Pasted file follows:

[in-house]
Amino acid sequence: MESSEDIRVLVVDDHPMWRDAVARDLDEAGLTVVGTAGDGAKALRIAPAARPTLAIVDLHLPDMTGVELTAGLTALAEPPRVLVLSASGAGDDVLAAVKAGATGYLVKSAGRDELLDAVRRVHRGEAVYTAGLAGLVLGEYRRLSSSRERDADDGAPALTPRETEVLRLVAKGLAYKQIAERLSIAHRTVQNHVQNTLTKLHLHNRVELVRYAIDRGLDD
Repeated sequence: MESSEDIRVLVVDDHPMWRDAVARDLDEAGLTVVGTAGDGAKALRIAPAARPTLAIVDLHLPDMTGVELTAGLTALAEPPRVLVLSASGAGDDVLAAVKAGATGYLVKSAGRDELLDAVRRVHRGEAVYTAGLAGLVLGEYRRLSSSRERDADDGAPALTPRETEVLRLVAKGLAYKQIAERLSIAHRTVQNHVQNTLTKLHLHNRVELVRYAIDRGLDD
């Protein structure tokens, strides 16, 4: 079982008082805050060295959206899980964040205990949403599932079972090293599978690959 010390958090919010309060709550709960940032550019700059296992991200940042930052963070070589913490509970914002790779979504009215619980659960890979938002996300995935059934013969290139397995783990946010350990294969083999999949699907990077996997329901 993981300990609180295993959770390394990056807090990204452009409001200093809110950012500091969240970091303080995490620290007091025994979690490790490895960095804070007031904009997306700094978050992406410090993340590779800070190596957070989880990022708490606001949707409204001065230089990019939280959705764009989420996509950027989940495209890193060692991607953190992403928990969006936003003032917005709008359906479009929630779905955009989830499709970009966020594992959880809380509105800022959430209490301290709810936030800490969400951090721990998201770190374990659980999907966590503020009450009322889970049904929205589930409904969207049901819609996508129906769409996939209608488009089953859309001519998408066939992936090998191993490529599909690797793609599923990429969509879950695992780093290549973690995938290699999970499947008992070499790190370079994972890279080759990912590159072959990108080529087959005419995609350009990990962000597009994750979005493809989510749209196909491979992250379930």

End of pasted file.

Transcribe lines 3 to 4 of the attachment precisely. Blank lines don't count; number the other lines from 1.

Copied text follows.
Repeated sequence: MESSEDIRVLVVDDHPMWRDAVARDLDEAGLTVVGTAGDGAKALRIAPAARPTLAIVDLHLPDMTGVELTAGLTALAEPPRVLVLSASGAGDDVLAAVKAGATGYLVKSAGRDELLDAVRRVHRGEAVYTAGLAGLVLGEYRRLSSSRERDADDGAPALTPRETEVLRLVAKGLAYKQIAERLSIAHRTVQNHVQNTLTKLHLHNRVELVRYAIDRGLDD
């Protein structure tokens, strides 16, 4: 079982008082805050060295959206899980964040205990949403599932079972090293599978690959 010390958090919010309060709550709960940032550019700059296992991200940042930052963070070589913490509970914002790779979504009215619980659960890979938002996300995935059934013969290139397995783990946010350990294969083999999949699907990077996997329901 993981300990609180295993959770390394990056807090990204452009409001200093809110950012500091969240970091303080995490620290007091025994979690490790490895960095804070007031904009997306700094978050992406410090993340590779800070190596957070989880990022708490606001949707409204001065230089990019939280959705764009989420996509950027989940495209890193060692991607953190992403928990969006936003003032917005709008359906479009929630779905955009989830499709970009966020594992959880809380509105800022959430209490301290709810936030800490969400951090721990998201770190374990659980999907966590503020009450009322889970049904929205589930409904969207049901819609996508129906769409996939209608488009089953859309001519998408066939992936090998191993490529599909690797793609599923990429969509879950695992780093290549973690995938290699999970499947008992070499790190370079994972890279080759990912590159072959990108080529087959005419995609350009990990962000597009994750979005493809989510749209196909491979992250379930």